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“We did not find the relationship abusive. We also do not believe that there is need for church discipline [...] We found a deep level of insecurity and unhealthy expectation for [your partner] to fill your need for love and security. In prioritizing your relationship above all things, even your own well-being, you made an idol of [your partner]. This set you up for deep hurt and pain, as only God is the one who is able to make us a whole and complete person. We also found that you held onto anger and resentment in the relationship, despite your ‘quick forgiveness’ during the relationship. There is still bitterness in you from what you experienced, and we are concerned that you not let this root of bitterness remain and cause you to miss the grace of God, as the Scripture... Read more
Camden Morgante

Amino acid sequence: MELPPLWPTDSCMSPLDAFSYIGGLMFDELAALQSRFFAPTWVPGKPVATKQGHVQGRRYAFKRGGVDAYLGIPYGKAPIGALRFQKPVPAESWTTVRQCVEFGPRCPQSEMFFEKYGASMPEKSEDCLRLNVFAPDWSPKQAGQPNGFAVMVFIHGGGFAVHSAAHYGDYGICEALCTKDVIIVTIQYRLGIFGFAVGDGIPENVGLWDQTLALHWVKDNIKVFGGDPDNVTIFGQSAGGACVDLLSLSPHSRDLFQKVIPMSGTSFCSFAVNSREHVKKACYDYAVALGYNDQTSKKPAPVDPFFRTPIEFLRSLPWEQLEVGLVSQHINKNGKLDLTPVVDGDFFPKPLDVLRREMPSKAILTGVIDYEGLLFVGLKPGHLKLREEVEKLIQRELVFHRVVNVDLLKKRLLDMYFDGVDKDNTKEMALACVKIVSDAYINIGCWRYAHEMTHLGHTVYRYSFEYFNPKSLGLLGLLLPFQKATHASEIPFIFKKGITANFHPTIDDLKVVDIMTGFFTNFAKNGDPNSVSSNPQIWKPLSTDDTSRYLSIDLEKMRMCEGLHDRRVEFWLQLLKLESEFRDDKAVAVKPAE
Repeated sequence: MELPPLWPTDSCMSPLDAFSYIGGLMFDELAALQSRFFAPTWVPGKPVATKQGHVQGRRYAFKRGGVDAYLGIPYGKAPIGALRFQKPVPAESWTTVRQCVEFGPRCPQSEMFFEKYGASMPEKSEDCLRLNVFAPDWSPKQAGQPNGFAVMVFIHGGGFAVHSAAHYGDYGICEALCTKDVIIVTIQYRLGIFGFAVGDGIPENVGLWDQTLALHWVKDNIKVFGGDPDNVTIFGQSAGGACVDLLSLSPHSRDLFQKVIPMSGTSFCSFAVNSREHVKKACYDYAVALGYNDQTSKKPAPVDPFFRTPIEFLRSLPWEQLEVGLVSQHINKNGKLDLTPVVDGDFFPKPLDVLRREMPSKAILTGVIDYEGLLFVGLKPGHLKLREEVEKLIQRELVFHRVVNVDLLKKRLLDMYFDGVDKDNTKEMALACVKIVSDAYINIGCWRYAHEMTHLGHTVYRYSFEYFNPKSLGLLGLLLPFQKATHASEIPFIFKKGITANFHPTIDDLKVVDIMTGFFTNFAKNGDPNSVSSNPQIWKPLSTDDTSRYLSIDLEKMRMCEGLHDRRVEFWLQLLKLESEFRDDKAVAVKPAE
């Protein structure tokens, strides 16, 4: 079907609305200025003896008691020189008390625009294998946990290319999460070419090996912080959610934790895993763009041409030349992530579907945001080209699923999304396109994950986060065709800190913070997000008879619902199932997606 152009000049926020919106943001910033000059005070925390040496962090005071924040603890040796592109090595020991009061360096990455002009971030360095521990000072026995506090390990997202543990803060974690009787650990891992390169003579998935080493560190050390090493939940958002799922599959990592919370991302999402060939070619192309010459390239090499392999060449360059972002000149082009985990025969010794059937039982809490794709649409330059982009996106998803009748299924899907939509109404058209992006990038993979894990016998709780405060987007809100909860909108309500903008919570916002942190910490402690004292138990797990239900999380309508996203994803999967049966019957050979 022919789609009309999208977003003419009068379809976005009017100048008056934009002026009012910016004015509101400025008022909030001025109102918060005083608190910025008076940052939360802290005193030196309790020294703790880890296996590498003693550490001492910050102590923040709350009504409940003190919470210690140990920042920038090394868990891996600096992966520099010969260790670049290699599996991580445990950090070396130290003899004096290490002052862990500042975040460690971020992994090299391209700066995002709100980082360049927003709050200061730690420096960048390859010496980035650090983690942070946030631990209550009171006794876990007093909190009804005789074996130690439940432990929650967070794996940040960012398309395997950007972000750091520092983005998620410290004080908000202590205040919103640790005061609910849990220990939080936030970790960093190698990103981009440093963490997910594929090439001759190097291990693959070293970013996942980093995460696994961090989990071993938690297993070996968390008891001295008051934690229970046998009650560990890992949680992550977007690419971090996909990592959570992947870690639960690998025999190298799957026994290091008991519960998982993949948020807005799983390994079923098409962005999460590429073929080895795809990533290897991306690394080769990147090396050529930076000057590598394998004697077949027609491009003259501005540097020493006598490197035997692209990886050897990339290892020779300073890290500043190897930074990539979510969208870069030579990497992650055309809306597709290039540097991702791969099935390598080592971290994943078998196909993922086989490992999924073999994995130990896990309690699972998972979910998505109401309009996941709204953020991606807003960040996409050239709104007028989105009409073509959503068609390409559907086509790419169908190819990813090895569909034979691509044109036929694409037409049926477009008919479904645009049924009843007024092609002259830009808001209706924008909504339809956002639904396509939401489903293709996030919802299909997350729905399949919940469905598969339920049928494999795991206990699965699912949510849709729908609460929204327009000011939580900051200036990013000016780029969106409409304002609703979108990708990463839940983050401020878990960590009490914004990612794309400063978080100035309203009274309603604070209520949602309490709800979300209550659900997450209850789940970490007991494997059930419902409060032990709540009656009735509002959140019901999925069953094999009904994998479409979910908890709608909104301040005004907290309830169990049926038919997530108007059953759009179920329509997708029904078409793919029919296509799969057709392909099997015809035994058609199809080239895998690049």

Recently, my church group of married couples in our thirties discussed gender roles in marriage and the church. Not surprisingly, all the other couples voiced a belief in male headship, female submission, and complementarian gender roles. For those unfamiliar with the term, complementarians assert that God designed men to serve as leaders in their families/churches, and women’s role is to support men. My husband and I were the lone couple to hold different beliefs in mutual submission, equal leadership, and an egalitarian understanding of marriage. I’m struck lately by how many young Christian couples claim to be complementarian but their day-to-day marriage routine looks similar to mine. This is especially surprising because I live in the South, where you might expect couples... Read more